There is a strong connection between sleep quality and eating disorders. The two tend to have a back-and-forth relationship, meaning that eating disorders can negatively impact sleep quality, and poor sleep quality can negatively impact the symptoms of eating disorders. This vicious cycle can severely affect one’s physical and mental health. Improving and enhancing sleep helps reduce eating disorder symptoms and vice versa.
How Do Eating Disorders Affect Sleep?
Eating disorders can negatively impact sleep due to their physical and psychological effects on the body. You may have different symptoms based on which eating disorder you suffer from, but poor sleep quality is often a side effect of eating disorders. The following are some ways different eating disorders affect sleep.
- Anorexia Nervosa: In individuals suffering from anorexia, food restriction and malnutrition can disrupt sleep patterns. Lack of adequate nutrition leads to difficulty falling asleep, difficulty staying asleep, and waking up early in the morning. Individuals suffering from anorexia may also experience anxiety and depression, which can contribute to sleep disturbances.
- Bulimia Nervosa: The binge-purge cycle that occurs with bulimia can disrupt sleep. Binge eating episodes often happen during the night, leading to discomfort and sleep interruptions. Purging behaviors, such as self-induced vomiting and laxative use, can also affect sleep because of gastrointestinal disturbances and abdominal discomfort.
- Binge Eating Disorder: Individuals suffering from binge eating disorder may have feelings of guilt, shame, and emotional distress associated with binge eating that can lead to insomnia or disrupted sleep. Eating large amounts of food close to bedtime can also cause discomfort, making it difficult to fall asleep (1).
Sleep Disorders That Affect Eating
Sleep disorders can also have an impact on eating and eating disorders.
Sleep-related eating disorder (SRED) is a sleep disorder characterized by unusual eating behaviors during sleep. Individuals with SRED are sleepwalking and consuming food without any memory of doing so. These episodes usually happen every night and often occur in a short period of time. This disorder also has added safety risks due to unintentional cuts, burns, and starting fires. You may be at higher risk for this disorder if you have an eating disorder, anxiety, depression, narcolepsy or if you take psychiatric medications.
Nocturnal eating syndrome (NES) is similar to SRED because it involves eating in the middle of the night. However, NES is considered an eating disorder and classified under the category of Other Specified Feeding and Eating Disorder (OSFED) in the Diagnostic and Statistical Manual of Mental Disorders (DSM-5). Individuals with nocturnal eating syndrome wake up several times a night and eat to fall back to sleep. They are fully awake during these episodes and have no trouble remembering that they ate during the night.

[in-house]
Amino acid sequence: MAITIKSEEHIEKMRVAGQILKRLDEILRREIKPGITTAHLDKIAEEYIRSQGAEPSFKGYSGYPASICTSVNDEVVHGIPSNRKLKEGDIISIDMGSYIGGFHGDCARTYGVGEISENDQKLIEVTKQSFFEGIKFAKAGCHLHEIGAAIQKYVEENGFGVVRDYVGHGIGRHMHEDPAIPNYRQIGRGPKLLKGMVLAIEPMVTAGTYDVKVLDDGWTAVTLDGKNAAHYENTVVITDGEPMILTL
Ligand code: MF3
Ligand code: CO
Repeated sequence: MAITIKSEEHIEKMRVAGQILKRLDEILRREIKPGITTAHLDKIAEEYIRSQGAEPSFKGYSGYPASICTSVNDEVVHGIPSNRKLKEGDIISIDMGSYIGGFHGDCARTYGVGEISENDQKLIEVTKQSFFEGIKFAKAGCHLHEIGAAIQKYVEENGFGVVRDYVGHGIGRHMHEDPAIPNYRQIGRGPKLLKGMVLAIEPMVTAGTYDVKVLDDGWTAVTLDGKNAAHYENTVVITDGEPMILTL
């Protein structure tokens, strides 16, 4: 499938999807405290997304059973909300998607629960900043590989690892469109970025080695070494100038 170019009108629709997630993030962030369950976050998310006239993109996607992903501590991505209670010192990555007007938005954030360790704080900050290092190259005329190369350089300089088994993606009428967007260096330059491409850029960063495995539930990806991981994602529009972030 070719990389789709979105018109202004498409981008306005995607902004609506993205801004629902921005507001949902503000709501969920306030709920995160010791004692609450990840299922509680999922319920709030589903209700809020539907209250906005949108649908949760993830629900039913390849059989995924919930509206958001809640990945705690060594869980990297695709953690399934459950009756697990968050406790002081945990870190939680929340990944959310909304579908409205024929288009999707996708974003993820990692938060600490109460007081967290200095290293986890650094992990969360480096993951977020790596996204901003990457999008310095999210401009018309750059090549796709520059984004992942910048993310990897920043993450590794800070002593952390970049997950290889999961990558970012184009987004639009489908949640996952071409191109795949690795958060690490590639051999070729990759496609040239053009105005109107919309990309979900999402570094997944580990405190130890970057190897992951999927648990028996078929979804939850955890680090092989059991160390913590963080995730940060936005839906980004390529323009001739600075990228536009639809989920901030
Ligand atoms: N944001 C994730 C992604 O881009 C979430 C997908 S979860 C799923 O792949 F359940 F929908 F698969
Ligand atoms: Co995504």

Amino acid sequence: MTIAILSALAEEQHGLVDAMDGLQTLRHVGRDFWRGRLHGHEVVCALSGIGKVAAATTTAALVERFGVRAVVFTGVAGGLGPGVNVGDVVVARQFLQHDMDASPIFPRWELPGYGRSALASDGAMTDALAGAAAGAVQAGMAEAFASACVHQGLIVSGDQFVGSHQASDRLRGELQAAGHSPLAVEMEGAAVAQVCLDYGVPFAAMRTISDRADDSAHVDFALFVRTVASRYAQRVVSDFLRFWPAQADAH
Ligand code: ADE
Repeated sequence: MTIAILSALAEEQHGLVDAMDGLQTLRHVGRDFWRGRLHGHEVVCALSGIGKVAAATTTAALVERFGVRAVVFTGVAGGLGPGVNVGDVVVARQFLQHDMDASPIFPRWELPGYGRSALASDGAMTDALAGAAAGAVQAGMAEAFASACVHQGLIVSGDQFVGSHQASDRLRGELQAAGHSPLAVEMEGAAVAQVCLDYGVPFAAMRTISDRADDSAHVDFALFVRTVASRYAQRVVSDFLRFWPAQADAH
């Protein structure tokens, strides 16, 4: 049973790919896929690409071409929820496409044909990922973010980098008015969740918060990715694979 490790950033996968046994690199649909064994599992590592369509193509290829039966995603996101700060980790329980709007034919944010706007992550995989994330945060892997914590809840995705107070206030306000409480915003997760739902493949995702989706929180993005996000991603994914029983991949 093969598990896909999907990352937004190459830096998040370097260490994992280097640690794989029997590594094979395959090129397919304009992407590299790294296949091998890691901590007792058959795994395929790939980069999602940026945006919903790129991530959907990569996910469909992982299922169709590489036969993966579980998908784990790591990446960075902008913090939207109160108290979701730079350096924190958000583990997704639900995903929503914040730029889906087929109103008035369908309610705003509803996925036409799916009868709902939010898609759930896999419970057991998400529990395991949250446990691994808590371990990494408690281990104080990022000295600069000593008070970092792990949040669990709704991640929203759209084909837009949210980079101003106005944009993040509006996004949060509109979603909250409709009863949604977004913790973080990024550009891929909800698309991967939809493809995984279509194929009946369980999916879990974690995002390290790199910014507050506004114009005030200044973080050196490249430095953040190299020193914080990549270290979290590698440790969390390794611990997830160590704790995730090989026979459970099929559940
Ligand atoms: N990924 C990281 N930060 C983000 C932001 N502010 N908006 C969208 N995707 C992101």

Regardless of being classified as a sleep or an eating disorder, both disorders contribute to feelings of guilt and shame, depression, increased sleep disruption, and health problems related to poor sleep quality and obesity. Some individuals suffering from these disorders compensate for overeating by restricting food during the day and excessively exercising to prevent weight gain2.
Can People With Eating Disorders Improve Their Sleep?
Improving your sleep involves establishing good sleep habits and creating a sleep-friendly environment. Your healthcare provider may also prescribe medications to aid in sleep.
These are some basic steps you can take to achieve better sleep.
- Maintain a consistent sleep schedule, waking up and going to bed at the same time every day.
- Establish a relaxing bedtime routine to prepare your body for sleep.
- Create a comfortable and inviting sleeping space by investing in quality bedding.
- Ensure your sleep is not disturbed by light, noise, or an uncomfortable room temperature.
- Avoid using your phone or other electronic devices at least 30 minutes before bed1.
Preventing Eating Disorders From Leading to Poor Sleep Quality
The most important thing you can do to prevent your eating disorder from affecting your sleep quality is to get professional help and treatment for your eating disorder. Addressing and treating the underlying eating disorder is crucial for improving sleep quality, ability to function, and overall well-being.
At Selah House, our team of eating disorder professionals will work with you to develop an individualized treatment plan that addresses your needs and goals. To learn more about how your life can improve through eating disorder treatment in a safe and caring environment, contact Selah House today at 866-324-8081.
- Suni, E. (2022, June 10). Eating disorders and sleep. Sleep Foundation. https://www.sleepfoundation.org/mental-health/eating-disorders-and-sleep
- Cho, J, Lee, J. and Hong, S. (2020). Sleep-related eating disorder and nocturnal eating syndrome. Sleep Med Res, 11(2), 65-69. doi:https://doi.org/10.17241/smr.2020.00780
Kate Delaney Chen, BSN, RN-BC is a healthcare writer and registered nurse with over 17 years of bedside experience. She specializes in Psychiatric Nursing and Nephrology and currently works at a nationally recognized Inpatient Eating Disorders Program.